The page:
On 3 July 2017, the Chief Executive also complained about a further chain of emails between Cllr Duffy and officers (and copied to all councillors) which she felt demonstrates vexatiousness. The email exchanges concern an additional briefing session arranged for Members on fire safety in Brent. In his exchanges on 29 June 2017, Cllr Duffy, amongst other things, made further critical remarks about the Chief Executive’s advice to the Mayor. For example, “ proves her strategy of kicking everything to the 11th was flawed...”; “Why did she change her mind, was it because before the ink was dry on her email stopping a special meeting the facts were becoming clear that her decision was wrong and was unravelling in front of her” and “The CEO had decided not to have a special meeting and the Mayor and some other councillors support it and now we are in a mess and we look like we have something to hide”. Cllr Duffy copied all other councillors as well as other members of the Corporate Management Team into his email.

The response

In his initial response to the Monitoring Officer, Cllr Duffy reaffirmed his criticisms of “Gold”. For example, “I do not think Gold are doing a good job, you cannot make me say they are. They are useless and need to get their act together and start relating to the victims in K +C.”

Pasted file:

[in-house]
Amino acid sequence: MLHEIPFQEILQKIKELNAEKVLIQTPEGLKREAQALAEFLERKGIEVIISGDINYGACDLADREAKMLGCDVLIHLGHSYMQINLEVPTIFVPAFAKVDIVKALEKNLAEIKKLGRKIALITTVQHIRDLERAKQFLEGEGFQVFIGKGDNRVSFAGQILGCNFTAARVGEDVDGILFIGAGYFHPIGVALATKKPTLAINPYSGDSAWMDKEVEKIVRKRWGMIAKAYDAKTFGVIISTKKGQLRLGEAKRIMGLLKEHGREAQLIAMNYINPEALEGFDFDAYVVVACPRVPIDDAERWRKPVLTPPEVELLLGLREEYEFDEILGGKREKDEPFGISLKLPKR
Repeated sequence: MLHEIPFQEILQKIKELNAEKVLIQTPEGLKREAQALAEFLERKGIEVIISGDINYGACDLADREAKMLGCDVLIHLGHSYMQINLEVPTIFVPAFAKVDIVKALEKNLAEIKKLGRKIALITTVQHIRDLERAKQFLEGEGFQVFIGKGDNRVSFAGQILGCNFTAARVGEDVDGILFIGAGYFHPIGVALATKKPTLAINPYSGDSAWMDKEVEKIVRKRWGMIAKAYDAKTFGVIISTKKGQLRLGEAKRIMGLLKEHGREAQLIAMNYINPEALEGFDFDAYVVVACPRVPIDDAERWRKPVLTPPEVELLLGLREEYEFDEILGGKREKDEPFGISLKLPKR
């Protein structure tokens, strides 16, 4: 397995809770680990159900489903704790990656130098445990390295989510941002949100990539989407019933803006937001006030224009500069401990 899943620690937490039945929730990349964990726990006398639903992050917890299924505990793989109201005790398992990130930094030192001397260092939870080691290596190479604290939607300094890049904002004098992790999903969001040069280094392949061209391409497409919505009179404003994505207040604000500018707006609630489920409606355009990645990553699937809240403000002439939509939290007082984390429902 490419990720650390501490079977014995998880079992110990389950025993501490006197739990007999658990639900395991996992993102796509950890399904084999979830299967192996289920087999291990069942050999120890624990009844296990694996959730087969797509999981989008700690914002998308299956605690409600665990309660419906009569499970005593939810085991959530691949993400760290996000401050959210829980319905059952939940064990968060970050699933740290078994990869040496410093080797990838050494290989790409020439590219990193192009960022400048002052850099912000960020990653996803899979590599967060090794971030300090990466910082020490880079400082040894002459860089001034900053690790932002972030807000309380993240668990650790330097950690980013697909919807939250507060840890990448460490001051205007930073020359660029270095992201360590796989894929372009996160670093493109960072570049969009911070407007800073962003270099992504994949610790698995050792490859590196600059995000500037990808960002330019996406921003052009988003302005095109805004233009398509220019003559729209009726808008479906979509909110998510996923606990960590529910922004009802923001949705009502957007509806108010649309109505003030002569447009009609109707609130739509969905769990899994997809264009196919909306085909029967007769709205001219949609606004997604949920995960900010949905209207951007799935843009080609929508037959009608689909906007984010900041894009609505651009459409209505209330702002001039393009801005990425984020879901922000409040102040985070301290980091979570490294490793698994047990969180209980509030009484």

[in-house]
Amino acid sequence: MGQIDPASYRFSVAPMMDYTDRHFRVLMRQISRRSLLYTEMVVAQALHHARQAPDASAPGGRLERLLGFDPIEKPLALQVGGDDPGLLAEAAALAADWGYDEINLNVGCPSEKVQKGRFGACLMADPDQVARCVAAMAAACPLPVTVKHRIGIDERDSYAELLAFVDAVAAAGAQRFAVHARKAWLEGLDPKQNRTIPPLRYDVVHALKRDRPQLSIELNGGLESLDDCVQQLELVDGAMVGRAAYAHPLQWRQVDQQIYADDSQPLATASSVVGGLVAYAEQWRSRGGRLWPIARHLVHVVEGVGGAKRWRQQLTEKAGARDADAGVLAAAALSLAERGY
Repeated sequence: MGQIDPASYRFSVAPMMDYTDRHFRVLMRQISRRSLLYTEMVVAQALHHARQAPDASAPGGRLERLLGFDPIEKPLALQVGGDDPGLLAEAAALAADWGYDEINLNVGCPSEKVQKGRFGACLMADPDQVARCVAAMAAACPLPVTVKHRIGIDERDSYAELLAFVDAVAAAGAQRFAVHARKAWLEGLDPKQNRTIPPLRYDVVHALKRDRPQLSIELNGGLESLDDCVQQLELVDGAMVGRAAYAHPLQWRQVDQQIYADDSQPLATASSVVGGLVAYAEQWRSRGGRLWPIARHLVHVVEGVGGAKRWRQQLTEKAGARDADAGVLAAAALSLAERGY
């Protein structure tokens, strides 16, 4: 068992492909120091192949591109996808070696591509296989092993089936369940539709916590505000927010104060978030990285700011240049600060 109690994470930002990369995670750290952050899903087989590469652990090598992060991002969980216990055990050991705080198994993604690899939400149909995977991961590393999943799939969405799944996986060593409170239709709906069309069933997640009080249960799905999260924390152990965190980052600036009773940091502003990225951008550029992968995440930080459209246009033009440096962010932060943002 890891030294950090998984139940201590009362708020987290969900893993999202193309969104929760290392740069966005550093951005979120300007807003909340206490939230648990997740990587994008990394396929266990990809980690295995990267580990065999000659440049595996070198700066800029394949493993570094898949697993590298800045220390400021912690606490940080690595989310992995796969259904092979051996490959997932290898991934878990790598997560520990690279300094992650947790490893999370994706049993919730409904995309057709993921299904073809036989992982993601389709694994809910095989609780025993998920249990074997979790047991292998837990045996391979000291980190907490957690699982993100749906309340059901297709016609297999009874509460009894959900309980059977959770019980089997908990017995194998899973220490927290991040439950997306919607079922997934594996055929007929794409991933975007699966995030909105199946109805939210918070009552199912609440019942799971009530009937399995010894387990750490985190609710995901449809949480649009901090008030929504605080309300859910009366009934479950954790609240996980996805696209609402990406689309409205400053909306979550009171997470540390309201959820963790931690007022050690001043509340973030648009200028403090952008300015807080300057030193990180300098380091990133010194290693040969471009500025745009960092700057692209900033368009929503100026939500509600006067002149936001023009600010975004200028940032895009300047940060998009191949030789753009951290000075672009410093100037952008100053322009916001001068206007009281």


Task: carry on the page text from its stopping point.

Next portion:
Cllr Duffy also repeated his criticisms of the Chief Executive. For example, “The CEO made no attempt to contact me before she cancel the meeting....”, and “She mislead Councillors saying I had not enough Councillors knowing that I had”

Cllr Duffy also claimed that the Monitoring Officer was not impartial. 

In a subsequent response to the Monitoring Officer, Cllr Duffy said “I honestly do not care, what you do as I think the CEO behaviour is out of control and she believes because she wares a gold badge at meetings she is above dealing with local Councillors and residents 

It is clearly is no use complaining about her, as it will be you who will deal with complaint. You and the CEO have sought to misuse your powers to curtail debate.”.

The issues

Under section 27(1) of the Localism Act 2011, the Council has a duty to promote and maintain high standards of conduct by members and co-opted members of the Council. Enforcing the general principles and obligations set out in the Code of Conduct is key to discharging this important statutory duty.